Well, here it is. Another conference has come to a close, and it is time again to try to make sense of all the amazing things that were seen and discussed. Overall LCA was a great meet-up, although there was one big negative: there were so many good sessions to hit that it was impossible to not run into at least some scheduling conflicts. Of course the good news there is that the volunteers are working to get slides and video up for as many of the sessions that they were cleared to. One things are up, I'm sure I'll find even more to ponder.
Probably the first thing to hit is the topic I came down to speak on: Color Management. My presentation went pretty well, and I had a few people talk to me about it later (and that was despite being scheduled right next door to the Linux powered clarinet playing robot). Additionally Carl Worth introduced me to someone who has started poking around in Cairo, seeing about hooking in color management. We also got a chance to go over what's needed to get things hooked into Cairo and get some nice CMYK PDF output. The next step is to collect up some representative use cases so we can figure out exactly what the API changes will have to be supported. I'm going to be pestering the Scribus guys to see what they know of, but if anyone out there has any experience or needs of going to print, send off an email or comment so that we can be sure to cover things well.
Next up is extended input. I attended a talk by Peter Hutterer (of MPX) that went over a bit of the state of things and then the new changes that have been going in. Over the course of the conference I had ended up chatting with him a few times, and verified that I am on track with where I'm working on taking the new extended input support (good support will need to leverage D-Bus and HAL). He also had poked around for a couple of weeks with Wii remotes, but had since moved on. That actually was a fairly common story, and it seems that it's up to me to address the GUI and application levels.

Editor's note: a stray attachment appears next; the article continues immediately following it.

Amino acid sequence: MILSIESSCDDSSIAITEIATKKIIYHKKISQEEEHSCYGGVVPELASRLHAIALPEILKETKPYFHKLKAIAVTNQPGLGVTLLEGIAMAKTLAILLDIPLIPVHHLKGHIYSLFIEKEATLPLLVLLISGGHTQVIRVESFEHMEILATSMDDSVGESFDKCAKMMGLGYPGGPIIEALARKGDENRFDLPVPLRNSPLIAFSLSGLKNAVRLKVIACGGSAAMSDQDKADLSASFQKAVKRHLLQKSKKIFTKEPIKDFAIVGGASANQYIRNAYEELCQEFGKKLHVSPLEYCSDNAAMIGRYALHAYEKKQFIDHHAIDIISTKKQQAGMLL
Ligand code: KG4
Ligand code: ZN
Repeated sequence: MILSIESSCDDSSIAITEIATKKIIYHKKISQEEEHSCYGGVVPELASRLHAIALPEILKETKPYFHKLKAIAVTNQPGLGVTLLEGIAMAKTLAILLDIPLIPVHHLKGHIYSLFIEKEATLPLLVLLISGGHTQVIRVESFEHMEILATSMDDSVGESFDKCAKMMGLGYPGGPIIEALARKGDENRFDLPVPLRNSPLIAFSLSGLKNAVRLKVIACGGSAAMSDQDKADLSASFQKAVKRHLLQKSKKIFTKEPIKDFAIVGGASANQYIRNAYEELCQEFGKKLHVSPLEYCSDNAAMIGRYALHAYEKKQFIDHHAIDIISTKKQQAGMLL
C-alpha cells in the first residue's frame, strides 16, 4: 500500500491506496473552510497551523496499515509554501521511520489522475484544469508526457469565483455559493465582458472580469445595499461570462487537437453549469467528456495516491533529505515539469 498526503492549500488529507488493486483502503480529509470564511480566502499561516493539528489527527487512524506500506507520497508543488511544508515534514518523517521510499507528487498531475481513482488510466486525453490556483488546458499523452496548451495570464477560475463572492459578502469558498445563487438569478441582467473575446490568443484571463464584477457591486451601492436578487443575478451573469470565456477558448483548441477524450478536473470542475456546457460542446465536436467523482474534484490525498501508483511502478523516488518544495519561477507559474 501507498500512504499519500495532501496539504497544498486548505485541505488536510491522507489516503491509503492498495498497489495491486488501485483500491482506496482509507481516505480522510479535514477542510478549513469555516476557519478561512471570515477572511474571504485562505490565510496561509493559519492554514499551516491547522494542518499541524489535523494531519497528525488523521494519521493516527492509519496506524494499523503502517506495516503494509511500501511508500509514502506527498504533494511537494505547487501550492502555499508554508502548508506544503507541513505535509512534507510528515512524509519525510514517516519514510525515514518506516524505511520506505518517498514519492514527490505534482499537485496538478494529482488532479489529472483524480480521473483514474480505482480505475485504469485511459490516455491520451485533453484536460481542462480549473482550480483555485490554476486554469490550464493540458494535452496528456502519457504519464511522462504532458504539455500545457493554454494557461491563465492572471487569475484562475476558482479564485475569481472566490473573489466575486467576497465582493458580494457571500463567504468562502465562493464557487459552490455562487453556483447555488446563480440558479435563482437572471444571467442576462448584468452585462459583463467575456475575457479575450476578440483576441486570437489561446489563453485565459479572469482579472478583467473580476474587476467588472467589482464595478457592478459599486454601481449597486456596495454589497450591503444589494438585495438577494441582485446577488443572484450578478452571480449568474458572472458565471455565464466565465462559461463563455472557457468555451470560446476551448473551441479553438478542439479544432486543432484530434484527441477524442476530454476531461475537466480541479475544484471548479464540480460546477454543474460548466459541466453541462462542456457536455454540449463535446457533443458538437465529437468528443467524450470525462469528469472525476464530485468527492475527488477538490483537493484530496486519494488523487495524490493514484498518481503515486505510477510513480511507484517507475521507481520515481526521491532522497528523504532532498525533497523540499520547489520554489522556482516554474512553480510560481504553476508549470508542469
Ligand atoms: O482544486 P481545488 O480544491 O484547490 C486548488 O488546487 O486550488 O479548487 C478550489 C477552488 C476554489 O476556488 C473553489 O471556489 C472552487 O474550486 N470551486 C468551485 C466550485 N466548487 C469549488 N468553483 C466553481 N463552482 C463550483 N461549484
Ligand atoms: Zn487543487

And to keep things short for now, there's one last point I want to cover: technical drawing. Of people I talked to who were not using Inkscape or not using as much as they could, the most common question seemed to be with technical drawing. We could probably pick up a good usability boost and garner another user segment if we just tune up things to make technical drawing and diagramming better. Most of what we need to do is probably already well known to us. However, we could benefit from a quick review and a little refocusing. I think one person's question really summed up the viewpoint we need to use when looking into this: “So, will Inkscape let me finally move off of Xfig now?” The people we could help with that are probably using Xfig or Dia (or nothing yet) for simple charts, diagramming, home layout and the like. Perhaps focusing down on some casual use-cases like that will help us sight some low-laying fruit and get a jump up in this area.
As usual, I'll send out more info as I digest things and get them settled out in my head. In the mean time, feel free to ask about any specifics you might care about. Perhaps Peter or Andy or some of the other Inkscapers who were there might chime in also.